Sprawling Brooklyn Development Site Becomes A Battleground

Sprawling Brooklyn Development Site Becomes A Battleground

It was not that long ago that the idea of gentrifying Brooklyn would seem almost impossible. However, when Brooklyn started its re-emergence in the late 1970s, it put into action plans that brought in new businesses and have spurred new construction.

Unfortunately, the Brooklyn development boom has left out those in need of affordable housing, and now neighborhood activists are stepping in to try and make sure that one redevelopment site lives up to its previous promises.

Sprawling Brooklyn Development Site Becomes A Battleground

The Battle Of Rhinegold Brewery Development

When the former site of the Rhinegold brewery was purchased by Read Development, it was zoned as a commercial space. In 2013, Read Development requested that the area be rezoned to allow for housing development. The plan was to create a five-block area that was filled with the latest in housing technology, including a huge green roof that had sprawling walkways and large trees.

In exchange for allowing the site to be used for housing, the City Council requested that 30 percent of the new units be set aside for affordable housing. Read Development begrudgingly agreed, and the council re-zoned the area for housing. All seemed to go well, until Read Development decided to sell part of the property to the Rabsky Group.

When Is 30 Percent Not 30 Percent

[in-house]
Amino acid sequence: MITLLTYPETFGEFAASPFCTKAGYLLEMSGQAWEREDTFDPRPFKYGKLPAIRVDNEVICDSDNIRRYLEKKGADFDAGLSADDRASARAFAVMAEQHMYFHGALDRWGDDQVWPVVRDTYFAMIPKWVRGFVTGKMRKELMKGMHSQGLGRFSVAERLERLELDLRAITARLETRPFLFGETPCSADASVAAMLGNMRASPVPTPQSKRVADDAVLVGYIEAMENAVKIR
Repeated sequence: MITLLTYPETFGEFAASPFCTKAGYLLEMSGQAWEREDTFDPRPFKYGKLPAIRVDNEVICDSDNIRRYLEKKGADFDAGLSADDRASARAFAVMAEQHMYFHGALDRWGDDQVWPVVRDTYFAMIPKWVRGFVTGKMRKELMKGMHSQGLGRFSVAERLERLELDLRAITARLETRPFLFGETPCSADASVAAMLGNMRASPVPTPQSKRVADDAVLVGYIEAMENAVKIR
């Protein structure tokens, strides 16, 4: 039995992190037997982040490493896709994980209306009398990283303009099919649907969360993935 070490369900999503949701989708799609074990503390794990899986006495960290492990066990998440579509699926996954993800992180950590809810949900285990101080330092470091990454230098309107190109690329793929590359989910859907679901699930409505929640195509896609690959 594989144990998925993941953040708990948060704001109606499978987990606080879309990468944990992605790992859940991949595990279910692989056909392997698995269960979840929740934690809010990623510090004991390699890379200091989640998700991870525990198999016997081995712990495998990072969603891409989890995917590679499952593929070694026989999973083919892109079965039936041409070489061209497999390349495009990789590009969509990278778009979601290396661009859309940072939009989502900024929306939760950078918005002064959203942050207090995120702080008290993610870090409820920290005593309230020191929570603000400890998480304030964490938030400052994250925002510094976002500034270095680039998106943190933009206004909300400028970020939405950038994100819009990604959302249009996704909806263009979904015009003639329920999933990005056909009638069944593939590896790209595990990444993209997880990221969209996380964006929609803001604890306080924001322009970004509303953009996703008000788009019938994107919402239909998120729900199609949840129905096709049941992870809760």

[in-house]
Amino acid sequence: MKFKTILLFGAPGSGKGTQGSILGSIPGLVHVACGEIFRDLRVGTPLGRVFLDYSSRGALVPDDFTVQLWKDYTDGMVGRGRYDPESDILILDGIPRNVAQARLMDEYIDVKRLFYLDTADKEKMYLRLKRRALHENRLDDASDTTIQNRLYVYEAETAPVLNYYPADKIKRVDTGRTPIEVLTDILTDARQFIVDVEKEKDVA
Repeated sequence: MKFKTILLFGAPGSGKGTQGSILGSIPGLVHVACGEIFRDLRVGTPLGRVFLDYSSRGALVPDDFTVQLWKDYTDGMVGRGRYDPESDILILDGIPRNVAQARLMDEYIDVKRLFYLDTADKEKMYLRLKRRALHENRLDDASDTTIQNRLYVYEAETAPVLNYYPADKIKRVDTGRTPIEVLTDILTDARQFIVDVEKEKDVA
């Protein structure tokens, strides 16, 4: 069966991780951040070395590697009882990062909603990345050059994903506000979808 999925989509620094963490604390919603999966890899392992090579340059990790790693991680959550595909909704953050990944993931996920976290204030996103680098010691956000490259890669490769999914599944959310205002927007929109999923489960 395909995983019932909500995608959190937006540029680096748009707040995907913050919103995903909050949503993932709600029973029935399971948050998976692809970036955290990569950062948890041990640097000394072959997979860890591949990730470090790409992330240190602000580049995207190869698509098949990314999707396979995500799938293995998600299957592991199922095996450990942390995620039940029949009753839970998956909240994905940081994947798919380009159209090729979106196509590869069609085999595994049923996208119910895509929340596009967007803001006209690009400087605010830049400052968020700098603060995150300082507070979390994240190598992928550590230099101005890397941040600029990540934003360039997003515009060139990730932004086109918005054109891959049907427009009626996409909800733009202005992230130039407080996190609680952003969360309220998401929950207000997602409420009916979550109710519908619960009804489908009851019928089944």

The Read Group donated part of the land at the Rhinegold brewery to local community groups to build affordable senior housing. Then Read split the property in half and sold one half to the Rabsky Group. New zoning laws make it mandatory for the Rabsky Group to set aside 20 percent of the 977 new apartments it plans on building for affordable housing. This means that the rent for those units must be no more than $1,100 per month. Rabsky intends to honor the zoning laws, but that does not make residents happy.

Community activists are demanding that Rabsky stick with the original promise of 30 percent affordable housing in the new facility, but Rabsky is balking. The reason that Rabsky gives for cutting the affordable housing ratio from 30 to 20 percent is that the 88 affordable senior housing units make up the difference between his 20 percent and the full affordable housing requirements. Since those senior units were set aside as part of a different deal with the community, the activists are crying foul.

The Battle Begins

Much of the new development throughout New York City has been high-income housing, which has created a growing and almost critical need for affordable housing in growing boroughs like Brooklyn. Community activists have
been monitoring new Brooklyn development closely, and they are demanding that the Rabsky Group honor the commitment from the previous developer that led to the rezoning to be approved in the first place.

For its part, the Rabsky Group insists that their own 20 percent number combined with the 88 affordable senior housing units found on the other part of the property satisfy their affordable housing requirement. The residents are not convinced, and the council member who has taken over the issue is also demanding that Rabsky honor the previous promise.

Difficulty In Securing An Agreement

Since the promise of 30 percent affordable housing was a handshake agreement, it would be difficult for the residents to find satisfaction in a court of law. The hope among residents is that Rabsky will honor the agreement and live up to the conditions that caused the area to be rezoned in the first place.

As of now, it looks like the Rabsky Group feels that it is living up to its responsibility and the developer is not prepared to move from that stance in the near future.

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